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Joseph Pevney
Born(1911-09-15)September 15, 1911
New York City, U.S.
DiedMay 18, 2008(2008-05-18) (aged 96)
Occupation(s)Film and television director
Years active1946–1985
(m. 1942; died 1969)

(m. 19??; died 1996)
(m. 2002)

Joseph Pevney (September 15, 1911 – May 18, 2008) was an American film and television director.[1][2]


Born in New York City,[3] Pevney made his debut in vaudeville as a boy soprano in 1924.[3] Although he hated vaudeville, he loved the theatre and developed a career as a stage actor, appearing in such plays as Home of the Brave, The World We Make, Key Largo, Golden Boy and Nature Son. A short career as a film actor followed, his most significant appearance being in the classic boxing film Body and Soul (1947) with John Garfield, in which he played the role of Shorty Pulaski. Before turning to film, he served in the Signal Corps in World War II, then did more time on stage.[citation needed]

Beginning with Shakedown (1950),[3] Pevney became a film and television director, with a directing career that spanned over 80 productions from 1950 to 1984. Among his films were Robert Louis Stevenson's The Strange Door (1951) with Charles Laughton and Boris Karloff, Meet Danny Wilson (1952) with Frank Sinatra, Desert Legion (1953) with Alan Ladd, 3 Ring Circus (1954) with Dean Martin and Jerry Lewis, Female on the Beach (1955) with Joan Crawford and Jeff Chandler, Tammy and the Bachelor (1957) with Debbie Reynolds, Walter Brennan and Leslie Nielsen, Man of a Thousand Faces (1957) with James Cagney as Lon Chaney, Cash McCall (1959) with James Garner and Natalie Wood, The Crowded Sky (1960) with Dana Andrews, and Westerns such as The Plunderers (1960).

Pevney also directed multiple episodes of noted television series, including Bonanza, Star Trek, The Paper Chase, and Trapper John, M.D.. He tied with Marc Daniels for directing the largest number of original Star Trek episodes (14 in total), including "The Devil in the Dark, "Arena", Harlan Ellison's "The City on the Edge of Forever", "Amok Time", "Journey to Babel", and "The Trouble with Tribbles".[4] Star Trek NBC executive Herb Solow and executive co-producer Robert Justman write, in their 1996 book Star Trek The Real Story, of Pevney:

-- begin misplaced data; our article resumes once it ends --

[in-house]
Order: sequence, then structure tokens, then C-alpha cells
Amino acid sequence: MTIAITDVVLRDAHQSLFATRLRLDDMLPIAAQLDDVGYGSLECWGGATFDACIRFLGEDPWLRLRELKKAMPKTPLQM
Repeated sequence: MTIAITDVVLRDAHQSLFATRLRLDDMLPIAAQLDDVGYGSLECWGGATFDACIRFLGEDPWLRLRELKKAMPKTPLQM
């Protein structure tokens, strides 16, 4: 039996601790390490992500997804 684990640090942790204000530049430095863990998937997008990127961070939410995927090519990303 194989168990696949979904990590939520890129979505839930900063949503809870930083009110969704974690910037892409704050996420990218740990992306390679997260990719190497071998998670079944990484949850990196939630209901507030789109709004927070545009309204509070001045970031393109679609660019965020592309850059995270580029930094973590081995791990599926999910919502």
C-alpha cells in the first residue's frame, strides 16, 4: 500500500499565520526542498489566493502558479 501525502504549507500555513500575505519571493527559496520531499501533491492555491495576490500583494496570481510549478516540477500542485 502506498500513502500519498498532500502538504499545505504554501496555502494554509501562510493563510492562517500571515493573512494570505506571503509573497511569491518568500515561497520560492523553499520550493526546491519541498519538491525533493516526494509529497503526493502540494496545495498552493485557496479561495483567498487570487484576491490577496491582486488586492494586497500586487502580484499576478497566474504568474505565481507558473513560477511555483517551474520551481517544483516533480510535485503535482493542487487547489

Joseph Pevney was an ex-actor turned director. Some former actors become good directors; some become hack directors. Pevney was the former, but more than just "good."[4]

He continued directing TV shows during the 1970s and 1980s. The last he stayed with was Trapper John, M.D. running between 1979 and 1986, followed by retirement.

Pevney was married three times. His first wife was actress Mitzi Green, with whom he had four children.

On May 18, 2008, Pevney died at home in Palm Desert, California, at age 96.[3]

Selected filmography

As actor:

As director:


  1. ^ "Joseph Pevney, 96; prolific film, TV director worked on original 'Star Trek' series", Los Angeles Times, May 29, 2008.
  2. ^ "Obituaries: Joseph Pevney". The Desert Sun. May 24, 2008. Retrieved December 19, 2008. Joseph Pevney, 96, noted film and television director, died peacefully at his home in Palm Desert, CA, with his beloved wife, Margo and family members at his side.
  3. ^ a b c d McLellan, Dennis (May 31, 2008). "Joseph Pevney, 96; directed popular 'Star Trek' episodes". The Boston Globe. Massachusetts, Boston. The Los Angeles Times. p. 13. Retrieved January 28, 2020 – via
  4. ^ a b Trotter, Charles (May 25, 2008). "TOS Director Joseph Pevney Dies at 96".